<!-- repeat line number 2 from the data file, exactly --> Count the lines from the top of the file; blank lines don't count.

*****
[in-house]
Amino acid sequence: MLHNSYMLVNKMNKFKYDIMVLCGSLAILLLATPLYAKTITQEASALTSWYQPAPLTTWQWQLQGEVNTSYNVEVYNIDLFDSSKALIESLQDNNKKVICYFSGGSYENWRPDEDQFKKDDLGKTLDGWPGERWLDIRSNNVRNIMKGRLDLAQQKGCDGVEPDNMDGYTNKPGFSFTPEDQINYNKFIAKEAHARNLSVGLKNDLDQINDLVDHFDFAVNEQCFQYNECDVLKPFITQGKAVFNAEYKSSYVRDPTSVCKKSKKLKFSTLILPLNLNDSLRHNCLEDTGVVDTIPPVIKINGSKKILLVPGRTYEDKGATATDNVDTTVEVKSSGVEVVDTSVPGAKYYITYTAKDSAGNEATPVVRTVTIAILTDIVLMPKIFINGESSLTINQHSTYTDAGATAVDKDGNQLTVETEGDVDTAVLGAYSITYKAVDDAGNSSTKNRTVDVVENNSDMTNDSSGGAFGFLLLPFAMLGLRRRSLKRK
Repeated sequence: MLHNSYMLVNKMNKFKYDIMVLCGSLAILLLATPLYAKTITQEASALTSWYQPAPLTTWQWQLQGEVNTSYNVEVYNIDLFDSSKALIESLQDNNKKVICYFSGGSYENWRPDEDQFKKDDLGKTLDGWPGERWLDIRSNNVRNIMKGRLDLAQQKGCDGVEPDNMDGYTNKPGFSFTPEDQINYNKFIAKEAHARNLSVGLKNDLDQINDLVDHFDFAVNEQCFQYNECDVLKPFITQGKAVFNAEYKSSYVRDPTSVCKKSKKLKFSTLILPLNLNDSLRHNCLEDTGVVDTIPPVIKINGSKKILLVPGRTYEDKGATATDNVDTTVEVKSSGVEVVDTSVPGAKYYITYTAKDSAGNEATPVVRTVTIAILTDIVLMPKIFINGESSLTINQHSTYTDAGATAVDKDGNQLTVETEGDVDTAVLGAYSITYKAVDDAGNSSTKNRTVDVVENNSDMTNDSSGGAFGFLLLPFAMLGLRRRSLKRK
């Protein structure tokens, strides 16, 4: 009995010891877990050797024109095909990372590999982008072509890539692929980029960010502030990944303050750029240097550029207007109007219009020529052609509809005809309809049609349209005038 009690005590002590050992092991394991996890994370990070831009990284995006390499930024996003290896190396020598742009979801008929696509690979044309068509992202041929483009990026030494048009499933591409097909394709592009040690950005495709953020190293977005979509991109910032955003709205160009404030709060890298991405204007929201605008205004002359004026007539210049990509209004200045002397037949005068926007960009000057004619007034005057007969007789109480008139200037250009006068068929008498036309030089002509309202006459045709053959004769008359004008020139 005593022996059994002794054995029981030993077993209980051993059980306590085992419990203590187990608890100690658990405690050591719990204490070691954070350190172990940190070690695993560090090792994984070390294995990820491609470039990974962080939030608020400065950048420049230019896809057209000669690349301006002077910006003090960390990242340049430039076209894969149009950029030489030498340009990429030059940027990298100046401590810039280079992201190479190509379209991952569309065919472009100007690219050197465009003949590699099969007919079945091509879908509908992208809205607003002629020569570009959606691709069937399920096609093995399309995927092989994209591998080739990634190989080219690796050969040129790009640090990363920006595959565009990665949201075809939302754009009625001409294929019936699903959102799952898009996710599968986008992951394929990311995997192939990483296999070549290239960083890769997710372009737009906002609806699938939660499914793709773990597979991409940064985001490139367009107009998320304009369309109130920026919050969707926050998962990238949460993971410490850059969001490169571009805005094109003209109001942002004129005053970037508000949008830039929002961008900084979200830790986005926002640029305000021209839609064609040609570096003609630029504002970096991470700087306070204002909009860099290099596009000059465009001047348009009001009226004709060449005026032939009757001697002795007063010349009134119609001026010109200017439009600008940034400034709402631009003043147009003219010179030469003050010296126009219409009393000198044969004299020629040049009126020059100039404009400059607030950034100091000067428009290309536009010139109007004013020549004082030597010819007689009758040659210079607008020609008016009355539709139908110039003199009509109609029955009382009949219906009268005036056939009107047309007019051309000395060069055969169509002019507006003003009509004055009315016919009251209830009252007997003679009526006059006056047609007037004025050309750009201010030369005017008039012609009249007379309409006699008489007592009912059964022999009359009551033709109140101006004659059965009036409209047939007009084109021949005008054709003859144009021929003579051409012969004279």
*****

Amino acid sequence: MLHNSYMLVNKMNKFKYDIMVLCGSLAILLLATPLYAKTITQEASALTSWYQPAPLTTWQWQLQGEVNTSYNVEVYNIDLFDSSKALIESLQDNNKKVICYFSGGSYENWRPDEDQFKKDDLGKTLDGWPGERWLDIRSNNVRNIMKGRLDLAQQKGCDGVEPDNMDGYTNKPGFSFTPEDQINYNKFIAKEAHARNLSVGLKNDLDQINDLVDHFDFAVNEQCFQYNECDVLKPFITQGKAVFNAEYKSSYVRDPTSVCKKSKKLKFSTLILPLNLNDSLRHNCLEDTGVVDTIPPVIKINGSKKILLVPGRTYEDKGATATDNVDTTVEVKSSGVEVVDTSVPGAKYYITYTAKDSAGNEATPVVRTVTIAILTDIVLMPKIFINGESSLTINQHSTYTDAGATAVDKDGNQLTVETEGDVDTAVLGAYSITYKAVDDAGNSSTKNRTVDVVENNSDMTNDSSGGAFGFLLLPFAMLGLRRRSLKRK